Blanket statements

So, my TV watching this evening provoked some thoughts; I know, I know, it’s just TV, but still.

1. Glee and the diabetes analogy — great episode overall. I loved the “Unpretty” song, and it’s not the only bit that made me a little teary. I think most of you would guess that I believe homosexual practice to be forbidden in the Bible, but I also firmly believe that gay people are people and should be treated with the same kindness and respect as any other people. I’m really glad this show is dealing with the issue.

However — and keep in mind this is just one thing out of a whole episode — I dislike the diabetes analogy for mental illness and treatment.

The diabetes analogy goes like this: If you had diabetes, you would take insulin. You wouldn’t expect to just snap out of diabetes, or just accept it. You should consider your mental illness the same way — take your medicine. It’s helpful in a limited way — helps with shame, with guilt, with the sense of “I should be able to beat this on my own.” But this analogy does not serve mental illness completely well, and I’m not sure it serves diabetes and other non-mental illnesses all that well, either.

It makes it seem black and white — clear, clean, and tidy; antiseptic, impersonal — thoroughly understood — without nuance, without a variety of diverse factors and contributors, or at least without them being considered significant.

It removes, or at least reduces, any possibility of being the victim (broadly speaking) of any people, and it removes or reduces any possibility of being personally responsible for the illness.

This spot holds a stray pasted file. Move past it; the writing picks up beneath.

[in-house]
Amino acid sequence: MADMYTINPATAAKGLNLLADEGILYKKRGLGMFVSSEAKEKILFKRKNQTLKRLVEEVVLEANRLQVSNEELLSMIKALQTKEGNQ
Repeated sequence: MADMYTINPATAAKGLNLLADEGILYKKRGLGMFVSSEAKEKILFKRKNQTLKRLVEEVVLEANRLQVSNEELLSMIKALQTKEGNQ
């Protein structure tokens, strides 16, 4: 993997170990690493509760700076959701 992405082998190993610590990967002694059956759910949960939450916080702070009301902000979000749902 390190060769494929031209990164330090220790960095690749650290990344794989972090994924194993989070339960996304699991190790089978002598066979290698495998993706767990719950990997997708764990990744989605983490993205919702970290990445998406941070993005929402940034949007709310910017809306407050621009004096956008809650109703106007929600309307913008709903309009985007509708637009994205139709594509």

In reality, maybe your past experiences — what you received from others, what you chose for yourself, and the many experiences in which you were both receiver and agent — have a lot more to do both with your diabetes and with your depression.

In the episode, it’s clear that Emma has some past experiences that contribute to her OCD; perhaps in future episodes her therapist will deal with some of that, in addition to the SSRIs she prescribed immediately. Not that I am anti-psychiatry altogether; I take an SSRI myself and believe it helps. Someday I’d like to not need it anymore; and that is not a black and white question. What it is is a question of deciding what shade of gray I want to live with.

I remember attending a seminar about depression, at some Christian weekend conference thing, and being disappointed that it was all about clinical / medical depression, the kind you need medicine and a diagnosis for. I felt vaguely, at the time, that this approach dismissed, made invisible, my kind of depression, which until PPD hit was more about baggage than about neurochemistry. I feel more strongly about that now. I want people to talk more, and more acceptingly and helpfully, about this component of depression and other mental illnesses; perhaps there are some people for whom chemistry is really the only factor, but I suspect not. Even for those who do have chemical imbalances — myself perhaps included, since the SSRI helps me — I suspect baggage has a significant role to play.

I think we should look at medical illness the same way; to look not just at surface symptoms and treatment, but at all the many factors that could be in play, and all the many actions that could be taken. Robertson Davies’ The Cunning Man addresses this idea, among other things.

2. Raising Hope and sleep training

When we were brand-new parents, we, too, thought there were only two approaches to making babies sleep: Cry-it-out, or various attachment methods such as rocking to sleep and bed-sharing. And indeed, these were the only two options mentioned in the show. And, unfortunately (in my opinion), the family went with the cry-it-out option, claiming the attachment option had made their son a wuss. (As if infants are just like adults, and as if the way you deal with an infant will lock you into dealing with them that way forever.)